5. Don’t worry when you’re not always happy with each other
They say you fight a lot your first year of marriage and I have to say I haven’t really found that to be the case. But even if you’re not arguing, living with another person can lead to many situations when you get irritated with each other, disagree, or are just in a bad mood. Obviously you’ll want to address important issues and live in an emotionally healthy home, but learning to make peace with with everyday negative emotions can prevent bigger arguments.
Sometimes you’ll get annoyed with each other and learning not to fret over small conflicts can keep them from escalating. Also, sometimes your spouse isn’t happy, it doesn’t have anything to do with you, and you’ll both be happier if you recognize it.
6. Have your own spending money
Money is something I’m pretty opinionated about, so I don’t want to be too divisive. I personally don’t think you should be marrying someone if you have totally different financial goals or habits and I also don’t see why you’d marry someone you don’t trust enough to share finances with, but that’s just me. Even in a situation where you’re well-matched in terms of “big picture” spending, saving and investing, though, you probably have different priorities in terms of small-scale spending, or individual hobbies you enjoy putting money into. Each keeping some of your own spending money as your budget allows can save you from getting into conflicts over things that aren’t important.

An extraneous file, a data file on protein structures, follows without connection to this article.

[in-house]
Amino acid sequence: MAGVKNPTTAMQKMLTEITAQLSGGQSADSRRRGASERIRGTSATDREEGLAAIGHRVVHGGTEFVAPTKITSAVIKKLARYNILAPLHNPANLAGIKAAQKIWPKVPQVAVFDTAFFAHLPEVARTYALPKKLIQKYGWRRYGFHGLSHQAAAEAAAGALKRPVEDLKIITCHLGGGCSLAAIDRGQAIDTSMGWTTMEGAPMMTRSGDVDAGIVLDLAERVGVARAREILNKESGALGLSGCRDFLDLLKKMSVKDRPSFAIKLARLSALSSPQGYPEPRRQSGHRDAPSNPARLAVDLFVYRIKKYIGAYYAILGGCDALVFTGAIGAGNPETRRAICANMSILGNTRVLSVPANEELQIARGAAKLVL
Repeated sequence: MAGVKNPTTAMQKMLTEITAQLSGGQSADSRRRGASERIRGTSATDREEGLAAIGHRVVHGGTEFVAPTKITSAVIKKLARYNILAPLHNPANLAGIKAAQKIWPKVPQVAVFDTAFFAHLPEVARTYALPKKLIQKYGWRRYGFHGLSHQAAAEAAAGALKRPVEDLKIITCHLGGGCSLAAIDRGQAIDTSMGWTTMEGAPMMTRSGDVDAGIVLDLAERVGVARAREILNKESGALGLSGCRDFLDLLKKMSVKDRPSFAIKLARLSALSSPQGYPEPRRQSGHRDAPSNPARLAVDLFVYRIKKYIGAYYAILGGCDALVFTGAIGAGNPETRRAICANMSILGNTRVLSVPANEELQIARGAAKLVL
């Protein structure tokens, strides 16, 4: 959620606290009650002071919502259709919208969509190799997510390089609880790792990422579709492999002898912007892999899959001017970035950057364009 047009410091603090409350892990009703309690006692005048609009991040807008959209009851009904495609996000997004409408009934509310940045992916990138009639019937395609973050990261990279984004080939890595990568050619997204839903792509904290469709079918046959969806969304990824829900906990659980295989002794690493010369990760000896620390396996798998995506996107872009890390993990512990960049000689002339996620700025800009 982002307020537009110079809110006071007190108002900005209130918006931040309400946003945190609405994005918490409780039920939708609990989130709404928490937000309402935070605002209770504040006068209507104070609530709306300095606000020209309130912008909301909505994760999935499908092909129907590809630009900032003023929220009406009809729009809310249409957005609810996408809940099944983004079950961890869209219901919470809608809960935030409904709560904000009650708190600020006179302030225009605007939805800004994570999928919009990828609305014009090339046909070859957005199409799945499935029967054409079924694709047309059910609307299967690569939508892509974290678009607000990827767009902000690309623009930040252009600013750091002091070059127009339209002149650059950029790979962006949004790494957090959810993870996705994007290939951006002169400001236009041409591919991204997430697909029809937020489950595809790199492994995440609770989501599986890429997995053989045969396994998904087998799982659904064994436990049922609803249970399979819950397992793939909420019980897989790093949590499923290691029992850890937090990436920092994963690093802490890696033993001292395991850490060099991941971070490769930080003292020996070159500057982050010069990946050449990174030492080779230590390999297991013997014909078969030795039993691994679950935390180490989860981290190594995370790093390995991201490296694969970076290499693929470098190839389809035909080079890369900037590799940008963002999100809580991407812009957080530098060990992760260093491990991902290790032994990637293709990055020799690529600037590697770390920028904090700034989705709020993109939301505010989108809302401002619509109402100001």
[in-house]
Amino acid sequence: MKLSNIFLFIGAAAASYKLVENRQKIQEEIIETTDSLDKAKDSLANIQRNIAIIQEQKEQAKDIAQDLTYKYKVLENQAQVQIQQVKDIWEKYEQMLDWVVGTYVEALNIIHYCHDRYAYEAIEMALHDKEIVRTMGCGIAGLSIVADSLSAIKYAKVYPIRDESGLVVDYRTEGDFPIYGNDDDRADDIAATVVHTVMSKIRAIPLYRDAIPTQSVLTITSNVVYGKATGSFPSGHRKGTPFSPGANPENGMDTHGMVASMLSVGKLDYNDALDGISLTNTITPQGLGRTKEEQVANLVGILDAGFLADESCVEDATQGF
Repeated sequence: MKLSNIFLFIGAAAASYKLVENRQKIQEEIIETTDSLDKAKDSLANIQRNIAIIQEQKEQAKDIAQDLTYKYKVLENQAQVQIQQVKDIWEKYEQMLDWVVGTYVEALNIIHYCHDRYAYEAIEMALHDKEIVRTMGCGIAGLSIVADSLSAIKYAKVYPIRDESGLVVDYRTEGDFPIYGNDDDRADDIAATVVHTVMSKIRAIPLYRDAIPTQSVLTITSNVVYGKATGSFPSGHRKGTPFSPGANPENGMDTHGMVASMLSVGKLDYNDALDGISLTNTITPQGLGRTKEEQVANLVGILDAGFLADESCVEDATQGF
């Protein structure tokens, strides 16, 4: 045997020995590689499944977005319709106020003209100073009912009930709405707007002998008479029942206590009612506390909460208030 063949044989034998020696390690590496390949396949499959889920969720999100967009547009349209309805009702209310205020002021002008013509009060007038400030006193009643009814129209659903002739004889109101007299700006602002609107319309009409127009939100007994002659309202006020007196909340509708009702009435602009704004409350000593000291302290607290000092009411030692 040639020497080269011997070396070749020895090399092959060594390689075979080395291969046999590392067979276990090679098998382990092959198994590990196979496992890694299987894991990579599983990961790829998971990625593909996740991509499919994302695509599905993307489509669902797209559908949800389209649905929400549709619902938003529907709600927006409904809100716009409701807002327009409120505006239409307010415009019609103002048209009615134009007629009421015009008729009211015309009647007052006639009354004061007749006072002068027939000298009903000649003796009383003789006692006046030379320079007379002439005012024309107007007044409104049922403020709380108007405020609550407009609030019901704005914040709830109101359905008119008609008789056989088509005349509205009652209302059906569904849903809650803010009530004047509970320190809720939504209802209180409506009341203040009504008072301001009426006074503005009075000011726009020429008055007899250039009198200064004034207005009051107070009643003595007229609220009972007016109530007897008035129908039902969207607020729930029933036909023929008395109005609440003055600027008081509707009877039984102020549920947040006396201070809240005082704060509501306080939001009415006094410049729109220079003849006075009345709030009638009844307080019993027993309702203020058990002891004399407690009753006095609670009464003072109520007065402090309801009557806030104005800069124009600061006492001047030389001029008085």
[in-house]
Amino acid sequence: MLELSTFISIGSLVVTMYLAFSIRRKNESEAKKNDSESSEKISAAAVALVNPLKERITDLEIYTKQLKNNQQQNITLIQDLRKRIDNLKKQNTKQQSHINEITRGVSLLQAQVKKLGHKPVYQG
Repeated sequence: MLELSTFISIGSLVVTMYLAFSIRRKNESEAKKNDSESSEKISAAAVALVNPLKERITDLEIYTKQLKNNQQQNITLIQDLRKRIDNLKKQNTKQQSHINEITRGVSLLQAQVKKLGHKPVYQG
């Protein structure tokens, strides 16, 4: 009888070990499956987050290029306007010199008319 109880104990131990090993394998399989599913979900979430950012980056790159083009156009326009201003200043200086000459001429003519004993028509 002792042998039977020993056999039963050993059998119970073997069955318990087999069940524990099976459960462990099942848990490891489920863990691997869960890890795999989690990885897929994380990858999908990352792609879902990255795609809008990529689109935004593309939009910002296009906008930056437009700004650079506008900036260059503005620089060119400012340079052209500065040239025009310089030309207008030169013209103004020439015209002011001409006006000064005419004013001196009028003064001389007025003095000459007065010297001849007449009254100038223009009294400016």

7. Take time to focus on each other but don’t forget to do separate things
With the excitement of being newlyweds and the time it takes to get established to living together, it can be easy to get sucked up in only spending time with each other, much like often happens when you first start dating. I’m absolutely glad that we’re each other’s top priority and that we enjoy and value time together, but I also appreciate the space we give each other to maintain other relationships that are important to us. Taking a couple hour break to get coffee with a friend, go out for drinks with a group, or spend one-on-one time with a family member have been helpful ways to maintain other relationships and and help yourself be mentally or emotionally renewed. (Plus, your friends probably still need you, too.) No matter how in love you are with each other, if you’re only spending time with each other, your relationship can get stale, like a house with the windows closed. Go get some fresh air and come back refreshed!